Circulating copper and zinc levels and risk of hepatobiliary cancers in Europeans

Magdalena Stepien, David J. Hughes, Sandra Hybsier, Christina Bamia, Anne Tjønneland, Kim Overvad, Aurélie Affret, Mathilde His, Marie Christine Boutron-Ruault, Verena Katzke, Tilman Kühn, Krasimira Aleksandrova, Antonia Trichopoulou, Pagona Lagiou, Phlippos Orfanos, Domenico Palli, Sabina Sieri, Rosario Tumino, Fulvio Ricceri, Salvatore PanicoH. B. Bueno-De-Mesquita, Petra H. Peeters, Elisabete Weiderpass, Cristina Lasheras, Catalina Bonet Bonet, Elena Molina-Portillo, Miren Dorronsoro, José María Huerta, Aurelio Barricarte, Bodil Ohlsson, Klas Sjöberg, Mårten Werner, Dmitry Shungin, Nick Wareham, Kay Tee Khaw, Ruth C. Travis, Heinz Freisling, Amanda J. Cross, Lutz Schomburg, Mazda Jenab

Research output: Contribution to journalArticlepeer-review

Abstract

Background:Copper and zinc are essential micronutrients and cofactors of many enzymatic reactions that may be involved in liver-cancer development. We aimed to assess pre-diagnostic circulating levels of copper, zinc and their ratio (Cu/Zn) in relation to hepatocellular carcinoma (HCC), intrahepatic bile duct (IHBD) and gall bladder and biliary tract (GBTC) cancers.Methods:A nested case-control study was conducted within the European Prospective Investigation into Cancer and Nutrition cohort. Serum zinc and copper levels were measured in baseline blood samples by total reflection X-ray fluorescence in cancer cases (HCC n=106, IHDB n=34, GBTC n=96) and their matched controls (1:1). The Cu/Zn ratio, an indicator of the balance between the micronutrients, was computed. Multivariable adjusted odds ratios and 95% confidence intervals (OR; 95% CI) were used to estimate cancer risk.Results:For HCC, the highest vs lowest tertile showed a strong inverse association for zinc (OR=0.36; 95% CI: 0.13-0.98, P trend =0.0123), but no association for copper (OR=1.06; 95% CI: 0.45-2.46, P trend =0.8878) in multivariable models. The calculated Cu/Zn ratio showed a positive association for HCC (OR=4.63; 95% CI: 1.41-15.27, P trend =0.0135). For IHBC and GBTC, no significant associations were observed.Conclusions:Zinc may have a role in preventing liver-cancer development, but this finding requires further investigation in other settings.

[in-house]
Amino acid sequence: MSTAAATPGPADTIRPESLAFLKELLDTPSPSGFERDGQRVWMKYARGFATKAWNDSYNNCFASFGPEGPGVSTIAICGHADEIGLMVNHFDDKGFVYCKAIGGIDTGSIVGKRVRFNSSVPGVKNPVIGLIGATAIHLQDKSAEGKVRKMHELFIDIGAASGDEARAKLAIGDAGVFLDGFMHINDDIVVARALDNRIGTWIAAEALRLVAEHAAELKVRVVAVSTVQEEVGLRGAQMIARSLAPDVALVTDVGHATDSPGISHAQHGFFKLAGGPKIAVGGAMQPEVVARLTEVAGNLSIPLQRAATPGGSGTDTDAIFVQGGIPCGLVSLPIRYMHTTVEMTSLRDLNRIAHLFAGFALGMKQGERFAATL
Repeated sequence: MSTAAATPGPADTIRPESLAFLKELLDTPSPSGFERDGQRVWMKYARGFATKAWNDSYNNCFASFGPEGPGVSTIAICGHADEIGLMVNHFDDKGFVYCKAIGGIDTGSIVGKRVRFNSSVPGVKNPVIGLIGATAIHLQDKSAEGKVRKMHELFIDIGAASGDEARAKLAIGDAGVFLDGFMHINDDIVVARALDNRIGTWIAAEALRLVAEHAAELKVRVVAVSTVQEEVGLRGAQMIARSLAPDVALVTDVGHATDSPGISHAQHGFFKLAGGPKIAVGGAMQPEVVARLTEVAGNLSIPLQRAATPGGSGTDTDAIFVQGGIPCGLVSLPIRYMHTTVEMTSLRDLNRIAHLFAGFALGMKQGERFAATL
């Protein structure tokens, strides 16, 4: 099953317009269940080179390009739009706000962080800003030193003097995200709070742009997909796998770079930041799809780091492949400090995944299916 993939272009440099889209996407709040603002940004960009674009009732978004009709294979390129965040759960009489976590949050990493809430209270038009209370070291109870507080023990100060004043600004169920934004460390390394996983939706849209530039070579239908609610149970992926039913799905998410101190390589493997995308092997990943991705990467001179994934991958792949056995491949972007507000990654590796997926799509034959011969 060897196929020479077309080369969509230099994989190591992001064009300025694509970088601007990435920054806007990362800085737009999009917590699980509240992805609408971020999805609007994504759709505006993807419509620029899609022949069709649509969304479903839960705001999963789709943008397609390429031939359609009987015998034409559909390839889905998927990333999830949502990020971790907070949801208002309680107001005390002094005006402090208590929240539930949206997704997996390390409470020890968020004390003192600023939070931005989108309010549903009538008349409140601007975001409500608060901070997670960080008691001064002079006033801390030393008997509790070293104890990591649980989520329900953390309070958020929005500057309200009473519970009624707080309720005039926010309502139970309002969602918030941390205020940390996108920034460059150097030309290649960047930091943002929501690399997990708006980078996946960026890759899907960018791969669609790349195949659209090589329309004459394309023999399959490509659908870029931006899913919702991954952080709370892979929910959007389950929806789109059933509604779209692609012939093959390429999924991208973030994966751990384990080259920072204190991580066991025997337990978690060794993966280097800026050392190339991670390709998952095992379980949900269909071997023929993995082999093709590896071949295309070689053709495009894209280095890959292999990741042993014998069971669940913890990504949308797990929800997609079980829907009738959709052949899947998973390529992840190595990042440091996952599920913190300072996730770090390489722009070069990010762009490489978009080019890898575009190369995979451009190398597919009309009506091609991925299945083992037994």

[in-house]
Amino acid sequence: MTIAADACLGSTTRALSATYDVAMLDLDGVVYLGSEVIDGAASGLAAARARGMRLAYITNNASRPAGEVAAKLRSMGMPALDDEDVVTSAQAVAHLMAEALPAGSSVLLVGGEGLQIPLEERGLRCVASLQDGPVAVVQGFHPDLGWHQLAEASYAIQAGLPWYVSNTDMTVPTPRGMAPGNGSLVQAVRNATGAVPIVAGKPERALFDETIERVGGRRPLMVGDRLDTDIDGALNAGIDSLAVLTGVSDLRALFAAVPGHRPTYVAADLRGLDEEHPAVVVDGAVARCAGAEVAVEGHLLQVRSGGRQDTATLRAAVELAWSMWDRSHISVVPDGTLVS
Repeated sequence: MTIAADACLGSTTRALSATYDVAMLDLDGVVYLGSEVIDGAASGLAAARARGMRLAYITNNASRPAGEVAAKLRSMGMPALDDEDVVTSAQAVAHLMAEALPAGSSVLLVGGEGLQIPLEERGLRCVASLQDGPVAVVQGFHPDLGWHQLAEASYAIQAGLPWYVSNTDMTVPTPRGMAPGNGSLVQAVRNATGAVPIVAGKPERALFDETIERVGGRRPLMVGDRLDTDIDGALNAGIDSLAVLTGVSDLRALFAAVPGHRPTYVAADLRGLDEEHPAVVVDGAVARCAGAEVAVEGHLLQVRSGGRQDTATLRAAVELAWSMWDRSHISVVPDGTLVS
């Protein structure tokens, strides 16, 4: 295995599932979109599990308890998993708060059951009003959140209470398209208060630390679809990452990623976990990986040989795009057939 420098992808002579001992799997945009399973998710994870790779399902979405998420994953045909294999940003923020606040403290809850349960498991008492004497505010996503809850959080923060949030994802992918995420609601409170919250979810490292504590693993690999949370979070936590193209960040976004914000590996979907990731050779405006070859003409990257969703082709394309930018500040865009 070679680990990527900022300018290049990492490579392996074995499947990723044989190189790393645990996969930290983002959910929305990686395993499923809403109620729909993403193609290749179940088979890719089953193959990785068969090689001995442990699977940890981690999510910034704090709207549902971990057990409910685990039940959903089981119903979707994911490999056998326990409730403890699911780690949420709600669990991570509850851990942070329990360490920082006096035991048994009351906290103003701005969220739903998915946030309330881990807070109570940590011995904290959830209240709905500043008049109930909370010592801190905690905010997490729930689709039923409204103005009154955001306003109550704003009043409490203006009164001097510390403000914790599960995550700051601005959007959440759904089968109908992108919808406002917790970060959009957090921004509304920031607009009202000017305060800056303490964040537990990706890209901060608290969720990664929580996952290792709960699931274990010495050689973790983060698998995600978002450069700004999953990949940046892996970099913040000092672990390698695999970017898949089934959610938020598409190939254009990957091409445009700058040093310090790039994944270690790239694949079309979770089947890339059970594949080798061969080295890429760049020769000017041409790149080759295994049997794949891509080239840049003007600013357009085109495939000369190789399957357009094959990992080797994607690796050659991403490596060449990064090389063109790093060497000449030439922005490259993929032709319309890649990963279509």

Original languageEnglish
Pages (from-to)688-696
Number of pages9
JournalBritish Journal of Cancer
Volume116
Issue number5
DOIs
Publication statusPublished - Feb 28 2017

ASJC Scopus subject areas

  • Oncology
  • Cancer Research

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